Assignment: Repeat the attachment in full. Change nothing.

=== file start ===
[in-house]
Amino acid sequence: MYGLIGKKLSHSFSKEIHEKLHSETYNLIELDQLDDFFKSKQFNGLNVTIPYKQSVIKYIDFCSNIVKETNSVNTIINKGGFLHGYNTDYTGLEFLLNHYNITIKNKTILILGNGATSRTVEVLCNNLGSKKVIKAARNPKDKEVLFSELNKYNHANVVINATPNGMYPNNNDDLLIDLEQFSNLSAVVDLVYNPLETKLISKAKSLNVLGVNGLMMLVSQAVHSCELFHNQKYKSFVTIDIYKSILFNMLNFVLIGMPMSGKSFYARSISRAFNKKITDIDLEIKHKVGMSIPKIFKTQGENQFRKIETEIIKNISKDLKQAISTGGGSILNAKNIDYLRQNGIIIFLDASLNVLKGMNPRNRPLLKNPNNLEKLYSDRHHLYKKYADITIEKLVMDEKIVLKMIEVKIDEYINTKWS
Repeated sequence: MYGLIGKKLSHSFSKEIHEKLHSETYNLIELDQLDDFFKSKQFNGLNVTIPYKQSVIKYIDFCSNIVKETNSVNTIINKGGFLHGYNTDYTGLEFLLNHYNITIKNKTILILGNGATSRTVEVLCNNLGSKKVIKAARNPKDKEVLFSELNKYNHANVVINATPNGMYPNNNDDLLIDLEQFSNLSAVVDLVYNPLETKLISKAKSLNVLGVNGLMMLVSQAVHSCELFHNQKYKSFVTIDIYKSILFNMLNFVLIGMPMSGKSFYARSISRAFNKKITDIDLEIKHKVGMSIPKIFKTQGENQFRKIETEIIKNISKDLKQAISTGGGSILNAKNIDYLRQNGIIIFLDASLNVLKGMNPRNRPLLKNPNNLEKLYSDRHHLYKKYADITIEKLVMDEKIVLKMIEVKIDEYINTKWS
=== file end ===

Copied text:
[in-house]
Amino acid sequence: MYGLIGKKLSHSFSKEIHEKLHSETYNLIELDQLDDFFKSKQFNGLNVTIPYKQSVIKYIDFCSNIVKETNSVNTIINKGGFLHGYNTDYTGLEFLLNHYNITIKNKTILILGNGATSRTVEVLCNNLGSKKVIKAARNPKDKEVLFSELNKYNHANVVINATPNGMYPNNNDDLLIDLEQFSNLSAVVDLVYNPLETKLISKAKSLNVLGVNGLMMLVSQAVHSCELFHNQKYKSFVTIDIYKSILFNMLNFVLIGMPMSGKSFYARSISRAFNKKITDIDLEIKHKVGMSIPKIFKTQGENQFRKIETEIIKNISKDLKQAISTGGGSILNAKNIDYLRQNGIIIFLDASLNVLKGMNPRNRPLLKNPNNLEKLYSDRHHLYKKYADITIEKLVMDEKIVLKMIEVKIDEYINTKWS
Repeated sequence: MYGLIGKKLSHSFSKEIHEKLHSETYNLIELDQLDDFFKSKQFNGLNVTIPYKQSVIKYIDFCSNIVKETNSVNTIINKGGFLHGYNTDYTGLEFLLNHYNITIKNKTILILGNGATSRTVEVLCNNLGSKKVIKAARNPKDKEVLFSELNKYNHANVVINATPNGMYPNNNDDLLIDLEQFSNLSAVVDLVYNPLETKLISKAKSLNVLGVNGLMMLVSQAVHSCELFHNQKYKSFVTIDIYKSILFNMLNFVLIGMPMSGKSFYARSISRAFNKKITDIDLEIKHKVGMSIPKIFKTQGENQFRKIETEIIKNISKDLKQAISTGGGSILNAKNIDYLRQNGIIIFLDASLNVLKGMNPRNRPLLKNPNNLEKLYSDRHHLYKKYADITIEKLVMDEKIVLKMIEVKIDEYINTKWS